2. Banks payback to consumers for propping them up (CPI is up +0.5% yoy and ex-mortgages CPI is down -0.9% over the same period. So far, we have had, courtesy of our banks rescue plans: in a year to September 2009 mortgages costs fell 48%, in a year to September 2010 they rose 25.1%. All despite the fact that Irish banks are no longer facing higher costs of funding - instead they are simply borrowing from ECB using our bonds, for which you, me and our kids will be liable);
  3. State-set charges on energy (+8% yoy);
  4. State set health costs (+0.5%);
  5. Largely state-set or influenced transport costs (+1.4%)
are all signaling that we are living in a public sector boom times, as the Government seemingly pushes forward with the agenda of beefing up semi-states revenues at our expense.
Clearly, we've turned another corner, folks, and it's the 'Ugly Boulevard' ahead of us, consumers.

Here is my reply

The CPI is a measure of prices. For many of the services provided by the state sector a consumer price does not exist, hence the CPI offers no insight into the performance of most state sectors. I have previously addressed similar commentary.

You can see what is in the 'Education' sub-group in the following table.

Table 3.1

Prices for private primary, private secondary, driving lessons and other training are largely outside the impact of the state sector. The huge amount of primary and secondary education services provided by the state make no appearance in the CPI. There is no price to measure.

It is notable, though, that almost half of the Education sub-group is prices in third-level education. The increase in registration fees is driving the 20% inflation in this sub-category (and the 9.5% inflation in the overall education sub-group). This is a state- controlled price. This increase entered into the October 2009 CPI, and with registration fees largely unchanged in 2010 this increase is about to fall out of the CPI.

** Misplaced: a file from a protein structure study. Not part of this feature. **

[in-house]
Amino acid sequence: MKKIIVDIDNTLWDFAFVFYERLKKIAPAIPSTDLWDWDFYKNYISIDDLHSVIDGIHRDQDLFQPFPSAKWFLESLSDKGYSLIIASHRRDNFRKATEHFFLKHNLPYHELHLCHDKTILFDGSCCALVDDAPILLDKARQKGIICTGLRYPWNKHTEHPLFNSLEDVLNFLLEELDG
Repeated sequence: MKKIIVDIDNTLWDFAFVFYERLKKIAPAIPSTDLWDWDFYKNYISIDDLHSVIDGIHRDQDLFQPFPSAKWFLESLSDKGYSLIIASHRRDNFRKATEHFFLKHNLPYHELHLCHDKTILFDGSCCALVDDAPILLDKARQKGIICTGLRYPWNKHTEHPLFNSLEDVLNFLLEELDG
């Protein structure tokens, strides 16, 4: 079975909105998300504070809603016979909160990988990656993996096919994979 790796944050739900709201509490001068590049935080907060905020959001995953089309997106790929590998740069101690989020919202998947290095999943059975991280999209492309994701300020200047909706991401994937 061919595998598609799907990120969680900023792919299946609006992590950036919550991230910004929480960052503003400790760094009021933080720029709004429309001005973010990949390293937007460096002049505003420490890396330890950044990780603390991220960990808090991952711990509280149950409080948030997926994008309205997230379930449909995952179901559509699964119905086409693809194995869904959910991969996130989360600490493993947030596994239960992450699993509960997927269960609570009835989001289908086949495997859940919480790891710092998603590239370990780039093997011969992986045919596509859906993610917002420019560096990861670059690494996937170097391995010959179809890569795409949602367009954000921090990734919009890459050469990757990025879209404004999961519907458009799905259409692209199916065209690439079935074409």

Some details of the The health sub-group of the CPI can be seen here.

Table A5

Again, it is driven by consumer prices rather than state costs. Obviously the state has a huge role to play in the health sector but one can only infer an indirect effect on the medical goods, drugs and services prices measured by the CPI.

The most recent OECD statistics show health care expenditure makes up nearly 9% of GDP. The health sub-group of the CPI has a weighting of just over 3%.

The Energy sub-category may be up by 8.0% year-on-year, but again these are not "state-controlled costs". 

Energy CPI Sub-Category

Electricity (-1.3%) and Natural Gas (-10.6%) are both down on the year. The increase in this category is almost completely down to inflation in petrol (+11.9%) and diesel (+17.0%). Some of this is down to government (carbon tax) with another portion due to external factors (commodity markets).

Finally, the claim that the 1.4% inflation rate in Transport costs is "state-set or influenced" is again wide of the mark.

Transport CPI Sub-group

Nearly 88% of the Transport sub-group comes from the Purchase of Vehicles and Operation of Personal Transport Equipment. As with the Energy sub-group the positive inflation rate in the Transport group is largely the result of increases in petrol and diesel prices. The only other significant annual increase is in air transport (+16.1%). These prices are largely outside the state sector.

State-controlled rail and bus transport make up only 4.6% of this sub-group (and only 0.6% of the overall index) and both are essentially unchanged on the year.

There is lots of useful information in the CPI but support for "an agenda of beefing up semi-state revenues" is not part of it.